How to choose a WordPress Theme? | 10 things you shouldn’t ignore

How to choose a WordPress Theme? | 10 things you shouldn’t ignore

Choosing a WordPress theme is not just about the look and feel of the website. It’s more than that. For anyone new to this business, choosing the right theme is some task.

So what are you supposed to look for in a WordPress theme before giving your website to it?

What are the minimum requirements that need to be fulfilled?

From more than 10,000 free and premium WordPress themes out there it is a cumbersome task to go look for the best one for your site. On the contrary, what you can do is look at a few themes you like and then refer to this list to see if it fills out all the boxes. I’ll also add a quick checklist at the end of the post for you to refer to when going for your next WordPress theme.

Before we start, we are talking about free and premium themes for WordPress.org.

So what is the minimum you can’t ignore when going for a WordPress theme?

1. Know what you want

There are a ton of themes out there with and without the functionality you want. The best way is to first sit down and list all your basic requirements from your website. Define your most crucial features without which your website will just not be that functional.

It could be a nice grid for showcasing your portfolio if you are a designer or photographer. Or perhaps somewhere you can nicely place your recipe card if you are a food blogger. And so on.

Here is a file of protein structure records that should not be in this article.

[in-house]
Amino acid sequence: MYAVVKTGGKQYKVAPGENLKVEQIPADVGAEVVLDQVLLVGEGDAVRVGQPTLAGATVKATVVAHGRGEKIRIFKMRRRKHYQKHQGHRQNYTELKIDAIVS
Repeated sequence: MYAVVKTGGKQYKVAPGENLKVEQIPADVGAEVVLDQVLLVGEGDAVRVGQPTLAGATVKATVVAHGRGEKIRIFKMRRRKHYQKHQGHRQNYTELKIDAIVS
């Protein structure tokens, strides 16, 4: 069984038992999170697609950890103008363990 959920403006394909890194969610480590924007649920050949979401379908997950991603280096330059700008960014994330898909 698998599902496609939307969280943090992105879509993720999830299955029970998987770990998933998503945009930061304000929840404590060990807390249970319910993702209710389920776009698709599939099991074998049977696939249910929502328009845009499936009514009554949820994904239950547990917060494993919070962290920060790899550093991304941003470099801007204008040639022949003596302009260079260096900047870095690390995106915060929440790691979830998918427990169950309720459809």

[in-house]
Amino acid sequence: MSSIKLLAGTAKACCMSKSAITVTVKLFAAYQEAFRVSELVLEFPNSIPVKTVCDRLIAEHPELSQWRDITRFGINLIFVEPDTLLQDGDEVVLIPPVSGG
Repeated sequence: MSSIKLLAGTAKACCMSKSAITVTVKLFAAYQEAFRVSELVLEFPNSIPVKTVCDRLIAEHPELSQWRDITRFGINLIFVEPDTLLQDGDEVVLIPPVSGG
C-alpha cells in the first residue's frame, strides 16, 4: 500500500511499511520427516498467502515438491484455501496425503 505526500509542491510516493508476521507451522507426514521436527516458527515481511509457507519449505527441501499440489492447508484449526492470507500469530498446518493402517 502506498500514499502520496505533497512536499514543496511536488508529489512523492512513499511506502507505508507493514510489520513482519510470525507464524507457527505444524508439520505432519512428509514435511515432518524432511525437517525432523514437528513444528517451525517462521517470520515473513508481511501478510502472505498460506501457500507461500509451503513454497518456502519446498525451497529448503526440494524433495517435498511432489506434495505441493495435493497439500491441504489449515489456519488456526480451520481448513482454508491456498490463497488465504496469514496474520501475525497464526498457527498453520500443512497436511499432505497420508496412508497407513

So, before you get more excited seeing all those beautiful themes out there just make a list of what you need.

2. Design and Interaction

Your users are everyday people who need a good website experience to interact with your website. If your theme is not designed keeping the basic user psychology in mind, chances are it won’t work that well for you in driving traffic and eventually sales.

It should be user-friendly.

Must have a great user experience.

It should be easy to navigate.

The fonts should be readable and big enough.

Space should be balanced.

Should not be bloated with too much design.

3. Easy to Customize

If you are not going to hire a professional WordPress developer/designer for your website, customizability is your headache. While many websites look good on the front end, they are very hard to handle at the back end.

For some themes, you might need to have some CSS knowledge to make appropriate design changes. This could be for the essentials too like fonts and colors.

There are many options for theme customization. Some are WordPress standard and others involve page builders. You might need to have some learning to do there if you are doing it for the first time.

4. Responsiveness

Your website needs to be responsive. You just can not ignore this today. Responsive websites adjust according to the screen size. They are mobile-ready. A user who reaches to your website via a mobile phone will not have to zoom in to see the contents of your website. The website will automatically adjust to the screen to give the best user experience.